These and other objects of this invention are accomplished by providing an ultrasonic inspection device including a plurality of transducers each of which simultaneously inspects one of a plurality of adjacent sections of an object being inspected to provide information concerning a condition of the object, such as the wall thickness, in each of said sections. In the preferred form of this invention, the information obtained concerning each of the sections is displayed together on a graphical record to provide a graphical representation as to the condition of the object in the adjacent sections being inspected at any point along the object. This is preferably accomplished by obtaining an electrical signal from each of the transducers, which is proportional to the thickness of the object being inspected in the corresponding adjacent section of the transducer, and combining these signals to obtain on one graphical display a continuous readout of either the smallest of these signals, representing the thinnest wall of the object being inspected, which is encountered by the transducer at any one inspection time, or the largest of these signals representing a thicker than normal wall thickness. Also, each of the electrical signals can be utilized to give separate graphical displays of the occurrence of abnormal conditions in each of the adjacent sections being inspected, and this information can be correlated with the graphical display of the wall thickness by, for example, displaying this information together on a single multichannel recorder.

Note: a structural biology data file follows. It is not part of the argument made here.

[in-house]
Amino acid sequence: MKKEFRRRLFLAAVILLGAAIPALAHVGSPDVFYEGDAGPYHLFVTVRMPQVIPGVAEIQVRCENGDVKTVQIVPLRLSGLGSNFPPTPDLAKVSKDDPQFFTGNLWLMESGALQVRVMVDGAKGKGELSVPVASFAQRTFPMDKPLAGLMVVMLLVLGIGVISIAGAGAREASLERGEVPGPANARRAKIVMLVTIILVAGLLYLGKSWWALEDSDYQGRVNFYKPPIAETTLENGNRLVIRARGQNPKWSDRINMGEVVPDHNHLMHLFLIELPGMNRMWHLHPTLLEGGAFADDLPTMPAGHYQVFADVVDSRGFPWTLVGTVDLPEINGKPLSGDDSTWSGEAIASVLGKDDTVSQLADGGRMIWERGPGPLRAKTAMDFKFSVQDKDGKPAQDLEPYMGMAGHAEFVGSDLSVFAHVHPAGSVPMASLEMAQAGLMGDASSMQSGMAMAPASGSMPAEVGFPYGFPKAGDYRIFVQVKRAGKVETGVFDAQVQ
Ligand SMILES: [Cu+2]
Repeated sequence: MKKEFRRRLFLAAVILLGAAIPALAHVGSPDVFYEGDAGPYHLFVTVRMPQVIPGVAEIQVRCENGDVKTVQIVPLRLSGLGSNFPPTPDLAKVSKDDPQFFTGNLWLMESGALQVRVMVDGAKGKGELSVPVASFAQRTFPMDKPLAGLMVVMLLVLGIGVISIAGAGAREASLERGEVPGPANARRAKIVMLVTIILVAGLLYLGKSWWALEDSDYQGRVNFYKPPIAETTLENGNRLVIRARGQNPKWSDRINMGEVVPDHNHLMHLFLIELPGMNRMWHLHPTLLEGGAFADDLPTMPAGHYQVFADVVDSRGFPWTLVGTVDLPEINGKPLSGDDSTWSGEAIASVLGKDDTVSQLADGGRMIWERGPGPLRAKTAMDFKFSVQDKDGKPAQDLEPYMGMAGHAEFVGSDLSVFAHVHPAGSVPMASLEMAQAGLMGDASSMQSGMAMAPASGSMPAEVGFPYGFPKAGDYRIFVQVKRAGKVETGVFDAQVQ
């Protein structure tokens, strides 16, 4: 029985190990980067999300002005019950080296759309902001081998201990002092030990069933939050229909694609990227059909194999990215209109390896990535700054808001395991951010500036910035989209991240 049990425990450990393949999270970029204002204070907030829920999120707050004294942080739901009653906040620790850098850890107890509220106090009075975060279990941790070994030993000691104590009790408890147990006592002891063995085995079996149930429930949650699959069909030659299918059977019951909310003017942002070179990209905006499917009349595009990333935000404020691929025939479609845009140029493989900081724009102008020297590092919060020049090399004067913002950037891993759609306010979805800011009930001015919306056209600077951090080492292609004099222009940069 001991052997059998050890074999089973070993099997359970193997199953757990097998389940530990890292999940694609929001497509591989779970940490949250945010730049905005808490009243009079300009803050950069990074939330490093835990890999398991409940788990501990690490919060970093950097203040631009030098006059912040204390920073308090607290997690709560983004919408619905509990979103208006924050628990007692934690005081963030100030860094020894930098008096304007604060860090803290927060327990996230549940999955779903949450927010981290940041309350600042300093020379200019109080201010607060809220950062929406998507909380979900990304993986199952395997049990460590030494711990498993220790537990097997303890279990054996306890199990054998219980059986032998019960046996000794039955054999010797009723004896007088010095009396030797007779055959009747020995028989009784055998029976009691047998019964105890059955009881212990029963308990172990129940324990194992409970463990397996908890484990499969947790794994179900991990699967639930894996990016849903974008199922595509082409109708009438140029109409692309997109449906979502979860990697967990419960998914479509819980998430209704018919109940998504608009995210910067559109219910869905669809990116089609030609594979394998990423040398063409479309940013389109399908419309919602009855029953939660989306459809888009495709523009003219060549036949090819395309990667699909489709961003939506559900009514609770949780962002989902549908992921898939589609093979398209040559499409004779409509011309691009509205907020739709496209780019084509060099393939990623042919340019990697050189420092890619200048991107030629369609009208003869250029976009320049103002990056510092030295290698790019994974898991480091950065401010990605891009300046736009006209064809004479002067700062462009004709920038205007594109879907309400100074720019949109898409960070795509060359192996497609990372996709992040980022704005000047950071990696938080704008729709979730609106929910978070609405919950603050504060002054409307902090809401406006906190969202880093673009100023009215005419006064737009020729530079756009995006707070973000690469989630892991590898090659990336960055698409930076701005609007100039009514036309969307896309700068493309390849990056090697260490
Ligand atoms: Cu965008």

A further aspect of this invention is that simultaneous inspection can be provided in a plurality of adjacent circumferential bands of a pipe which facilitate the inspection of a small section of the pipe, such as a pipe end. Also, the transducers performing this inspection can be supported in the pipe on a portable stand which permits the inspection apparatus to be easily transported and placed in a pipe, the ends of which are to be inspected. Also, the transducers are rotated about the pipe, and the pipe is not rotated.